When and how the court may decide to detain a youth or otherwise place restrictions on the youth’s freedom is defined by statute and court rules. In Maine, youth must have a detention hearing within 48 hours of being detained, excluding weekends and holidays. Me. Rev. Stat. Ann. tit. 15 § 3203-A(5) If a youth is detained in an adult facility, because there was no reasonable alternative, the youth must have a detention hearing within 24 hours of being detained, excluding weekends and holidays. Me. Rev. Stat. Ann. tit. 15 § 3203-A(5), (7)(B-5).
Provisions for the detention of youth are found in Me. Rev. Stat. Ann. tit. 15 §§ 3201, 3202, 3203-A, 3205, 3206, and 3306-A.
The U.S. Constitution and Supreme Court case law are also sources of due process rights beyond local and state statutes and provisions. NJDC’s Detention Page provides more information about detaining youth.
The legal needs of youth in the delinquency system rarely end at disposition, and states vary in the way they provide a right to representation on these post-disposition issues. Maine statutes list one post-disposition proceeding at which youth have a right to counsel.
In Maine, youth have a right to counsel in the following post-disposition proceeding:
- Appeal, if indigent. Rev. Stat. Ann. tit. 15 § 3404.
- “[A]ny other related proceedings until the case is closed,” which could include probation hearings. Standards of Practice for Att’y Who Represent Juv. in Juv. Ct. Proc. 2(7): Gen. Authority & Duties, Continuity of Representation (Maine Comm’n on Indigent Legal Servs.).
NJDC’s Post-Disposition Page has more information on this topic from a national perspective.
Ages of Juvenile Court Jurisdiction
The age of a youth who comes within the jurisdiction of the state’s juvenile courts is defined by state law. In Maine:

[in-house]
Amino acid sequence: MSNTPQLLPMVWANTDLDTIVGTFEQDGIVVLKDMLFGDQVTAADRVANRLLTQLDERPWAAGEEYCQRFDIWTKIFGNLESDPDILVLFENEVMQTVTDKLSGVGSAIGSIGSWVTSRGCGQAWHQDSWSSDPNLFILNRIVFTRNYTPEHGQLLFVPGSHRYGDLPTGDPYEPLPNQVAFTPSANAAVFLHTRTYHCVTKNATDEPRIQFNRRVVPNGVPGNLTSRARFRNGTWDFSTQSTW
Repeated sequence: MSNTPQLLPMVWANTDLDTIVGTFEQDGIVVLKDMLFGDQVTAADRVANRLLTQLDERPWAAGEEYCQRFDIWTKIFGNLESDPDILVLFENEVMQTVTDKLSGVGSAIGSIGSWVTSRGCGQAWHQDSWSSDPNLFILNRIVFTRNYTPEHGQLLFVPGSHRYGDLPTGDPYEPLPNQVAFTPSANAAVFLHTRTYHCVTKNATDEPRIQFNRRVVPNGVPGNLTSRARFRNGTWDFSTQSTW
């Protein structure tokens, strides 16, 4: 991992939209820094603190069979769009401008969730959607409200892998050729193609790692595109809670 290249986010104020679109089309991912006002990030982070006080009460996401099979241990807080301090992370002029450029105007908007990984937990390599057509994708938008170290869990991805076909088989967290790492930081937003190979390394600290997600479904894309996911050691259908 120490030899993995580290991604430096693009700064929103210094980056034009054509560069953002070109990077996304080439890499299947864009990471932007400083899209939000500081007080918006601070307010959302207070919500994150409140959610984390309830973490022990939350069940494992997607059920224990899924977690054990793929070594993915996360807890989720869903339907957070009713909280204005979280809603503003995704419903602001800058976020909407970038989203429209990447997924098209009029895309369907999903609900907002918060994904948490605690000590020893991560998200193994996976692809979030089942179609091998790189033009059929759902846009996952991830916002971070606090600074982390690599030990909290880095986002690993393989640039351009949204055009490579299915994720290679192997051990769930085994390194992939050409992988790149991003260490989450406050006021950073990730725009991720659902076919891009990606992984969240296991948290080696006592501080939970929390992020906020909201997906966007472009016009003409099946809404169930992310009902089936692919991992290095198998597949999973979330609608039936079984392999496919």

- No statute specifies the youngest age at which a youth can be adjudicated delinquent;
- Juvenile court has jurisdiction over offenses alleged to have been committed prior to a youth’s 18th birthday; after age 18, the youth is charged in adult court. Me. Rev. Stat. Ann. tit. 15 §§ 3003(14), (2), 3101(2)(D);
- Juvenile court can retain jurisdiction over youth until age 21, provided that the offense alleged to have been committed occurred before the youth turned 18. Me. Rev. Stat. Ann. tit. 15 § 3316(2)(a);
- Probation may extend beyond youth’s 21st. Me. Rev. Stat. Ann. tit. 15 § 3314-A.
Youth in Adult Court
Despite the existence of juvenile courts, many youth are still tried as adults. Maine has two ways that youth can be prosecuted as adults:
- Discretionary Transfer: Any youth alleged to have committed a murder, or Class A, B, or C crime, following a request from the prosecution. Me. Rev. Stat. Ann. tit. 15 § 3101(4)(A).
- Once an adult, Always an adult. Me. Rev. Stat. Ann. tit. 15 § 3101(4)(G).
NJDC conducts statewide assessments of access to counsel and the quality of juvenile defense representation in delinquency proceedings around the country. These assessments provide a state with baseline information about the nature and efficacy of its juvenile indigent defense structures, highlight the strengths and weaknesses of the indigent juvenile defense system, and provide tailored recommendations that address each state’s distinctive characteristics to help decision-makers focus on key trouble spots and highlight best practices. The NJDC State Assessment Page provides more information about state assessments.
The Maine Assessment was completed in 2003.
Current through August 2018.